We all do it at times– we make excuses for other people’s bad behavior.  For example, “oh he must have had a bad day.” Or, “he must have had a rough childhood and doesn’t know any better.”  Maybe this person is under a lot of stress at work, is not well, or just suffered a major setback, so we try to cut them some slack until things get more stable.  When someone is going through a lot of change– planning a wedding, moving homes, etc. we may try to chalk up moodiness to a million different factors and try to convince ourselves that this too shall pass.  Yet, if with each new day you find yourself filled with dread of what might happen next, and you feel like you are walking on eggshells or that your stomach is all in knots, then you need to stop, take a deep breath and take a good look at all the red flags you’ve been ignoring.

When my clients come to me, they often feel so stupid for having allowed things to go on for so long and let things get so bad.  But it is not an intelligence issue– it is an emotional one.  When you care about someone, the option of last resort is to leave.  Most of us would like to help those we love.  Most of us would like to hope for the best, and stick it out if at all possible until the other person gets to a better place.  But, sometimes you just have to realize that day will never come.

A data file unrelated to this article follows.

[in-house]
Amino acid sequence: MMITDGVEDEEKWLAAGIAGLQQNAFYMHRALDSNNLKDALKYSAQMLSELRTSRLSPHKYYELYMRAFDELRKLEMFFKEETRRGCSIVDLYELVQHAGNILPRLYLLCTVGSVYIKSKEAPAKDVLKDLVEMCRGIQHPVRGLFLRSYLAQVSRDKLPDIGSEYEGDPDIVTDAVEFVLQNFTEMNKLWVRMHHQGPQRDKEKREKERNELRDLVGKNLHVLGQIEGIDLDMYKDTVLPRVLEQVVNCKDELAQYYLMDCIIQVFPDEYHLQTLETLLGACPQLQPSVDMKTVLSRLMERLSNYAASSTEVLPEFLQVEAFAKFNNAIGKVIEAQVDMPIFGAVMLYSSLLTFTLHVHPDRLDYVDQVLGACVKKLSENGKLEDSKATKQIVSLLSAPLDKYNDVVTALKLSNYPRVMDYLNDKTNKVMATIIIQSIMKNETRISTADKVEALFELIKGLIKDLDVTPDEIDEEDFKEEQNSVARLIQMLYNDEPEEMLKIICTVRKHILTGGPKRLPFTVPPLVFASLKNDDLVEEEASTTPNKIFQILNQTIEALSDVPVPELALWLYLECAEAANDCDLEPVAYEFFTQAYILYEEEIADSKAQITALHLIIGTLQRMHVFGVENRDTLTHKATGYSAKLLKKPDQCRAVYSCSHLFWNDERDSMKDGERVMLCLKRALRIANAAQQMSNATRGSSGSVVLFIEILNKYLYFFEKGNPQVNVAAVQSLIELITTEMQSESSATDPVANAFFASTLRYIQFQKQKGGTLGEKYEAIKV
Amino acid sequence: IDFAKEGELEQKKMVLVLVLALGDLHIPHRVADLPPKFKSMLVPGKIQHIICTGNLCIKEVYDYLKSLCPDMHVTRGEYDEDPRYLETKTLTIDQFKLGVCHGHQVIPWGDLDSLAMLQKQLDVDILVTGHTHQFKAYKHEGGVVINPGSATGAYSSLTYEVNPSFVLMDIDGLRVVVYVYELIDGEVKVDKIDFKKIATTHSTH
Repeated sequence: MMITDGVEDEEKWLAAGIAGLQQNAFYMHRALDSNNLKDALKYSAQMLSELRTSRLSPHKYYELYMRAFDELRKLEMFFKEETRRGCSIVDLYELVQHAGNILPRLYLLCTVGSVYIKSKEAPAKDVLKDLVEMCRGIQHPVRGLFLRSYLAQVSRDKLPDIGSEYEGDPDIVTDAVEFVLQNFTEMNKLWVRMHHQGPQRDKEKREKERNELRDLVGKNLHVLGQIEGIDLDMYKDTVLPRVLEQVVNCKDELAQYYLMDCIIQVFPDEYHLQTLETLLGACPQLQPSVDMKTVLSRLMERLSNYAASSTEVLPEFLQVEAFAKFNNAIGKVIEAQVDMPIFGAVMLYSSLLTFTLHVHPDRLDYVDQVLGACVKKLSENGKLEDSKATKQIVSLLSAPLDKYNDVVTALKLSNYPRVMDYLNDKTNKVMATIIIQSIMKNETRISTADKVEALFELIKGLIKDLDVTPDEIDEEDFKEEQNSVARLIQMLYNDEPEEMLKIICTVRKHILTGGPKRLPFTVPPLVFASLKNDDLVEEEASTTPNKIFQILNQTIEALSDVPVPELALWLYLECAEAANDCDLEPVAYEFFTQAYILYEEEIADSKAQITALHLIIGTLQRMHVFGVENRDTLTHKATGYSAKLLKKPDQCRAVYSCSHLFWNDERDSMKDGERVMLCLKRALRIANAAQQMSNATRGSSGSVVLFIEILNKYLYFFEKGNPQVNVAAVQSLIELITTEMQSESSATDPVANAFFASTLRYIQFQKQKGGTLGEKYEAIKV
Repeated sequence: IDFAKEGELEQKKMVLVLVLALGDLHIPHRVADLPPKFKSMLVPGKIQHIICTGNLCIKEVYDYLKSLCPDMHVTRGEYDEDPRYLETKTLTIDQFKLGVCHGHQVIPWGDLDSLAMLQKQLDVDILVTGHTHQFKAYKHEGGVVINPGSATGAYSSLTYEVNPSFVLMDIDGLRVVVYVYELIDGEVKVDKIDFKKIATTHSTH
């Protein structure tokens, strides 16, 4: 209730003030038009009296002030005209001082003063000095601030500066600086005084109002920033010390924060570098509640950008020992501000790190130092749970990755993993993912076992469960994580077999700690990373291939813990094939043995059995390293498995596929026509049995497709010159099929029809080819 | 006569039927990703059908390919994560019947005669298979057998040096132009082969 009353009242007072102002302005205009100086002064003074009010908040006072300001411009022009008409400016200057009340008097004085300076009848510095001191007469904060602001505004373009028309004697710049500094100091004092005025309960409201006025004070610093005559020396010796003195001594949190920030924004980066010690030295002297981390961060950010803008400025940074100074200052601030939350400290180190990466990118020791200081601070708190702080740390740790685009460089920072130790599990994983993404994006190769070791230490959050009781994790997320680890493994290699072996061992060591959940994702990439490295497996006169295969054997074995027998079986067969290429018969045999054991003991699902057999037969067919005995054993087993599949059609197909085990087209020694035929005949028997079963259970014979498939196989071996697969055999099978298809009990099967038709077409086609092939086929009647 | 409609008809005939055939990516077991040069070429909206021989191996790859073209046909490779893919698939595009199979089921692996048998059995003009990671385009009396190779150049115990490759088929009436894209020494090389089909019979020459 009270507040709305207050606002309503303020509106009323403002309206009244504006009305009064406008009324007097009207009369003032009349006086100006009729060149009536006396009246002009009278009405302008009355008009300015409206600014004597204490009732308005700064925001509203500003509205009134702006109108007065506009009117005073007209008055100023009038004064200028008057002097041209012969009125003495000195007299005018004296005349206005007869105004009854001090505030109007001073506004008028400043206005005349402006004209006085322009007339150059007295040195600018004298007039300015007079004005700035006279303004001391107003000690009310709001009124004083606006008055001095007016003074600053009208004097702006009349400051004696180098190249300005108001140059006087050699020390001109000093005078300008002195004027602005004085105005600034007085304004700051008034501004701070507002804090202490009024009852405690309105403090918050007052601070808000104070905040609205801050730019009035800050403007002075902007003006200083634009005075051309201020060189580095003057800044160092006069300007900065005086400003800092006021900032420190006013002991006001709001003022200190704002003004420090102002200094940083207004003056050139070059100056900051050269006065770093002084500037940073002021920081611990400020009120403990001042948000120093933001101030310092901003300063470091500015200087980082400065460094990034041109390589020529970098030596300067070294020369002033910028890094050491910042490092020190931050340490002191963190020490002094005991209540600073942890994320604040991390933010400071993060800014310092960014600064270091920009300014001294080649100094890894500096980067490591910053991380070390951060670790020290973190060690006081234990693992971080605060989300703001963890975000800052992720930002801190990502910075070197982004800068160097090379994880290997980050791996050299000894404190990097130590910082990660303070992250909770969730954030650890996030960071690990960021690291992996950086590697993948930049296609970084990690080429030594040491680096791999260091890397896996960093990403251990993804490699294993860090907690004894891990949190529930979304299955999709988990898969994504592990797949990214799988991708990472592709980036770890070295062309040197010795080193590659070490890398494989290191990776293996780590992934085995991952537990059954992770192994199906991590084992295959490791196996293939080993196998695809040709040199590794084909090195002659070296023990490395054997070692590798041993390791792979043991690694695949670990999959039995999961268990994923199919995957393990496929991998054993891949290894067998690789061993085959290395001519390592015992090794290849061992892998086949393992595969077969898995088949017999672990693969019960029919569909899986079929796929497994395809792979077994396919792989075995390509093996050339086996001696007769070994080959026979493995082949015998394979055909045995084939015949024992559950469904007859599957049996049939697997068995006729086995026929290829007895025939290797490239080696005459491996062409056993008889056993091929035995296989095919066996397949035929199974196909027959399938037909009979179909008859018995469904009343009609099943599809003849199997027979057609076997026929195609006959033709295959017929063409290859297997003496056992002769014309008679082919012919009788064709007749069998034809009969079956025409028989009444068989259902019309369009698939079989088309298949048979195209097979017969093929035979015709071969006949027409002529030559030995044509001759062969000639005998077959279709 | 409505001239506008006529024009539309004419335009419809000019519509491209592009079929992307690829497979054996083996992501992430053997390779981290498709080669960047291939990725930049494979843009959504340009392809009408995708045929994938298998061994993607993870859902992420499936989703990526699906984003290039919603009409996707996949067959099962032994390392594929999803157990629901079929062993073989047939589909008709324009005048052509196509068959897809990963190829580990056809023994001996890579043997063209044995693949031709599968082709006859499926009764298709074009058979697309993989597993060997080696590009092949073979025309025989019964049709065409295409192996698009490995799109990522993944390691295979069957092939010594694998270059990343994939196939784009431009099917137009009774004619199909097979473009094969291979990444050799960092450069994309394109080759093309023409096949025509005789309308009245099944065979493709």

I’m all for being methodical, so I find journaling helps a lot.  By tracking events either with a journal or on a calendar, you can easily pick up on a pattern of behavior.  Has it been escalating?  Is there a predictable cycle to the whole series of events?  What do those in your inner circle think?  Are you afraid to share incidents with them?  If so, what does that tell you in and of itself?  If the world outside seems safer than the home you return to– there is a major problem there.

True love stories are supposed to be beautiful.  If you find that yours is not, then either you figure out a way to improve things in your partnership or you need to cut your losses and move on.  Life is way too short to be miserable. Your partner should get you and be able to make you feel special.  For those of us that have had this once before it is of course that much easier to realize when something is not right, but all of us can get caught up in the idea of something and with a specific end in mind, we may not pay attention to some obvious signs.

In the end, I just want to reiterate a point I’ve made many times before: we all make mistakes, and all we can hope to do is learn from them so we don’t repeat them.  Some of us are willing and therefore quite capable of change, but we have to accept that not everyone around us is that way.  Some leopards will never change their spots, and so sad as it is, for our own sanity we need to learn to stop making excuses for others.  Bad behavior is a part of life, but it doesn’t mean you have to accept it in your home life– that should be your safe haven, and it is up to you to preserve it.

By Regina A. DeMeo, Esq.